Their biggest advice for me was move to an area that has a RIC. They were promoting Peterborough as a good place but I didn’t feel like leaving Belleville for Peterborough and I knew I wasn’t going back to Toronto.
Covid-19 influence on my decision
By end of 2020, Belleville was getting a ton of people from Toronto moving into town and it was accelerating the cost of housing. So much so that I think it made Montreal look cheaper.
On top of this, we all saw ecommerce get accelerated like you wouldn’t believe. My company does some adtech so that puts us inline with ecommerce. This meant our line of thinking was building more adtech that supported more than just English. This also means Montreal becomes a more favourable place.
What about the language laws in Quebec?
We can’t talk about Montreal without the language laws. My previous concern about even choosing Montreal was the government wanting my company to do more in French even though at the time we did everything in English. Any competitor I have does almost all their business in English and our potential customers are all around the world.
Since I decided to jump more into adtech, this meant embracing languages rather than avoiding them altogether. So moving here means needing to speak French myself and I think this will open more doors.
I could write more about the language laws that exist in Quebec but opinions aside, I accept that by moving here I have to embrace French. Anyone that is looking to move to Quebec I’d suggest everyone do the same, despite how easy it can be sometimes to only speak English in Montreal.
OK so what else is good about Montreal?
You can find all sorts of clickbaity articles on how Montreal is the coolest city in the world or why you should move here. I’ll cover some of those topics but try to focus more from a business point of view.
My summary points are;
- Lower cost of living
- Lower cost of commercial real estate
- Canada’s 2nd largest city
- Talented people
Lower cost of living
Montreal’s real estate is heating up despite what seemed like a lot of people leaving major city centres in 2020. That said Montreal has always had cheaper real estate compared to Toronto and the same goes for the provinces of Quebec and Ontario respectively.
Cheaper commercial real estate
It is no secret that office rental spaces have taken a massive dive with this work-from-home stuff almost everyone is dealing with. That means there is more office space to rent and it might remain like this for years. Not just more space but at low rates. I don’t really need an office right now but down the road will want one.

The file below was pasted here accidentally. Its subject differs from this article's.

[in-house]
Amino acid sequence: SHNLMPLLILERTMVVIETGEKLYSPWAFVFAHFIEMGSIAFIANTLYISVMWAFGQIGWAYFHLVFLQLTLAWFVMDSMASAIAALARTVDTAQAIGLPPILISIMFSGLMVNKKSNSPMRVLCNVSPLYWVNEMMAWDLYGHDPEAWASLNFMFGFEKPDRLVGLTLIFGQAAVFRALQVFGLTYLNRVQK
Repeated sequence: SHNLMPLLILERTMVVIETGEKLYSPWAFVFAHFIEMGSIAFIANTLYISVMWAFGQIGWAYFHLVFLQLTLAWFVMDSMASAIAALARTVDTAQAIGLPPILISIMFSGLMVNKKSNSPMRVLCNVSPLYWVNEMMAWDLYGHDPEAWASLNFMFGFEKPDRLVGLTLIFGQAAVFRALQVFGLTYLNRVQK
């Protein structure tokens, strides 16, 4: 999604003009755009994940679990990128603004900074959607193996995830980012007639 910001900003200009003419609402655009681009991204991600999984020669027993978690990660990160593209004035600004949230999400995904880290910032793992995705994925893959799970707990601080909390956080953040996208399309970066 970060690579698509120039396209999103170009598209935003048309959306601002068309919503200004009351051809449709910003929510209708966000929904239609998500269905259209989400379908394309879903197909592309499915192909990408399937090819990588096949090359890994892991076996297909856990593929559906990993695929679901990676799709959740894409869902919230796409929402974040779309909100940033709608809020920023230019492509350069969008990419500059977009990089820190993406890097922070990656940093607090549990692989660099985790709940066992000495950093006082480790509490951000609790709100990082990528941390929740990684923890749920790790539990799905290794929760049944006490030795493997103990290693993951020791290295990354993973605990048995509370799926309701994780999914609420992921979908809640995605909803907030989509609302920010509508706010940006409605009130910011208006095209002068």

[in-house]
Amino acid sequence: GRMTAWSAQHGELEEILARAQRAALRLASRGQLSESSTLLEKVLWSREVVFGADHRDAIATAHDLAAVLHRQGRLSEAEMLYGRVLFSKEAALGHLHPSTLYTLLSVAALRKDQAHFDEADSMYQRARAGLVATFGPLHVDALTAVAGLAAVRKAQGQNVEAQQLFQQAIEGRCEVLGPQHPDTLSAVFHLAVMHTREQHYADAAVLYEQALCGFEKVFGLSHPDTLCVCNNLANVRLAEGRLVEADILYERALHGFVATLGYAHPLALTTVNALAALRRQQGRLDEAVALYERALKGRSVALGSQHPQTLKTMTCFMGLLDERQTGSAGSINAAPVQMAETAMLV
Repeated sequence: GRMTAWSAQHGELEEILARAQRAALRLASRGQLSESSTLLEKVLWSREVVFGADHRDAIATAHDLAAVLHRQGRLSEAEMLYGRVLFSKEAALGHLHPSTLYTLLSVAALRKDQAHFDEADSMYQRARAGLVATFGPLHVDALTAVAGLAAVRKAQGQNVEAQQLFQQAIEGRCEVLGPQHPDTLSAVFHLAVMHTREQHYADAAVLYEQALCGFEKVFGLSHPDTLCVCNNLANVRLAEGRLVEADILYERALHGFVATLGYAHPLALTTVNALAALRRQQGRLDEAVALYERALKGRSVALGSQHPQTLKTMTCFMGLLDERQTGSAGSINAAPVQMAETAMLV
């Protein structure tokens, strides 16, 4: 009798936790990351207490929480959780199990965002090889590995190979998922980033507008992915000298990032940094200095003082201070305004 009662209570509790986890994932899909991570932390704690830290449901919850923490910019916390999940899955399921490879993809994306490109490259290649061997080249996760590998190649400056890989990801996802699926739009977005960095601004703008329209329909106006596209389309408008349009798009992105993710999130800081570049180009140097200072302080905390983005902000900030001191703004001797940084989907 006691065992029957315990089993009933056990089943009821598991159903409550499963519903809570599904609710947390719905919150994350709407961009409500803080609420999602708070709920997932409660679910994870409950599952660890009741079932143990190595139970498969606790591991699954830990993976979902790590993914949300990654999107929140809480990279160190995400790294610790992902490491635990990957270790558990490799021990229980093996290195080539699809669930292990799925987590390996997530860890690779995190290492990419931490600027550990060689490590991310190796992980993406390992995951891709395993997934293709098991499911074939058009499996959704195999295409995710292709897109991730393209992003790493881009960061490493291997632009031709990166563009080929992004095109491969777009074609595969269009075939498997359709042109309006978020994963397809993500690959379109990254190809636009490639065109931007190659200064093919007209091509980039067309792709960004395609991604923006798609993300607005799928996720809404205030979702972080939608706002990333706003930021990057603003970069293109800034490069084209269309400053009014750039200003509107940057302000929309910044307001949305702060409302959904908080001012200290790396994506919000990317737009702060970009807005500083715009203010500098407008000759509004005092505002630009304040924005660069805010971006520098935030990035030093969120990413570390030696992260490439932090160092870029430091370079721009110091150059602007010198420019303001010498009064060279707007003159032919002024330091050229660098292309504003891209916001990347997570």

Montreal is Canada’s 2nd largest city
According to Montreal’s Wikipedia page, the city has a population of 1.7M. They have excellent universities here and Montreal is basically the video game developer capital of the world. Being the 2nd largest city in Canada means the city is happening. You are a train ride away from Toronto and New York City, you can fly to Paris easily enough. The city has a ton of bars and restaurants and is a very festive city.
Despite being the 2nd largest city, it really feels like a small town especially coming from Toronto. Montreal has a lot of space so the strain on public transit I don’t think is going to be a problem for a long time. Yes Montreal has traffic issues like any other city but I think Toronto is getting far worse.
If you need people to speak any language, you can more or less find that diversity here in Montreal. When you need French speakers on your side for doing business, of course you have it here. You have McGill, Concordia, University de Montreal here and countless other schools. At some point StatsDrone will need to hire some local talent to help us fill tech jobs in Montreal.
Montreal Resources for Tech Startups
Here is a short list of resources and links if you are in the tech space wanting to consider moving to Montreal.
- Montreal Chamber of Commerce
- Reddit for Montreal
- Anges Quebec
- Facebook group for Montreal Teck Startups
- Support for businesses in Quebec from canada.ca
- Learn French in Quebec
More reading about the city of Montreal